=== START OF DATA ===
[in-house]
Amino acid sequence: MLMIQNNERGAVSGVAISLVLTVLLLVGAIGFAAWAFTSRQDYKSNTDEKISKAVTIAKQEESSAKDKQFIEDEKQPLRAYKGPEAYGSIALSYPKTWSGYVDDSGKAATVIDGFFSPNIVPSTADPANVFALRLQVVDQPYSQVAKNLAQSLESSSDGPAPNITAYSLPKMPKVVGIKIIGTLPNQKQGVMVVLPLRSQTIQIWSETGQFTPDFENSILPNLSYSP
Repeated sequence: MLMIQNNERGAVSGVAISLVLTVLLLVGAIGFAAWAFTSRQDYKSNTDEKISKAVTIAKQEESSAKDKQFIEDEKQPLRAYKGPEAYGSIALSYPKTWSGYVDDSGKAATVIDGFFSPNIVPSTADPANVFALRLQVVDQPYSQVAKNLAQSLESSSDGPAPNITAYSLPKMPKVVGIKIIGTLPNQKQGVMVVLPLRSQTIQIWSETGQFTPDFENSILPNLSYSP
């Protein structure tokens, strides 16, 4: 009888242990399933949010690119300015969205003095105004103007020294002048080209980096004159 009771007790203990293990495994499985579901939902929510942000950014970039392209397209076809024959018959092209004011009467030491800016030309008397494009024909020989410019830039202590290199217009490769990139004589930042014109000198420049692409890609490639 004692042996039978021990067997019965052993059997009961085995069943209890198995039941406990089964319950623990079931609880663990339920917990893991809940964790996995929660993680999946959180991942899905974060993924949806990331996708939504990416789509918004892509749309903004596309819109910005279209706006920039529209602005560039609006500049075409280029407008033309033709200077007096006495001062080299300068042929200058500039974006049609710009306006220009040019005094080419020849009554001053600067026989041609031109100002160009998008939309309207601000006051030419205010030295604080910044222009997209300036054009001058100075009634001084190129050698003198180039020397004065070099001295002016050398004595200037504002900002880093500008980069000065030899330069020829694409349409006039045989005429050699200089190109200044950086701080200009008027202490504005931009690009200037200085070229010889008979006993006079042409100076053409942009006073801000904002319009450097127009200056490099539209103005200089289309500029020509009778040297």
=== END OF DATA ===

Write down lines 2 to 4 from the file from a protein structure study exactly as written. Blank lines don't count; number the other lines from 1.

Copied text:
Amino acid sequence: MLMIQNNERGAVSGVAISLVLTVLLLVGAIGFAAWAFTSRQDYKSNTDEKISKAVTIAKQEESSAKDKQFIEDEKQPLRAYKGPEAYGSIALSYPKTWSGYVDDSGKAATVIDGFFSPNIVPSTADPANVFALRLQVVDQPYSQVAKNLAQSLESSSDGPAPNITAYSLPKMPKVVGIKIIGTLPNQKQGVMVVLPLRSQTIQIWSETGQFTPDFENSILPNLSYSP
Repeated sequence: MLMIQNNERGAVSGVAISLVLTVLLLVGAIGFAAWAFTSRQDYKSNTDEKISKAVTIAKQEESSAKDKQFIEDEKQPLRAYKGPEAYGSIALSYPKTWSGYVDDSGKAATVIDGFFSPNIVPSTADPANVFALRLQVVDQPYSQVAKNLAQSLESSSDGPAPNITAYSLPKMPKVVGIKIIGTLPNQKQGVMVVLPLRSQTIQIWSETGQFTPDFENSILPNLSYSP
């Protein structure tokens, strides 16, 4: 009888242990399933949010690119300015969205003095105004103007020294002048080209980096004159 009771007790203990293990495994499985579901939902929510942000950014970039392209397209076809024959018959092209004011009467030491800016030309008397494009024909020989410019830039202590290199217009490769990139004589930042014109000198420049692409890609490639 004692042996039978021990067997019965052993059997009961085995069943209890198995039941406990089964319950623990079931609880663990339920917990893991809940964790996995929660993680999946959180991942899905974060993924949806990331996708939504990416789509918004892509749309903004596309819109910005279209706006920039529209602005560039609006500049075409280029407008033309033709200077007096006495001062080299300068042929200058500039974006049609710009306006220009040019005094080419020849009554001053600067026989041609031109100002160009998008939309309207601000006051030419205010030295604080910044222009997209300036054009001058100075009634001084190129050698003198180039020397004065070099001295002016050398004595200037504002900002880093500008980069000065030899330069020829694409349409006039045989005429050699200089190109200044950086701080200009008027202490504005931009690009200037200085070229010889008979006993006079042409100076053409942009006073801000904002319009450097127009200056490099539209103005200089289309500029020509009778040297």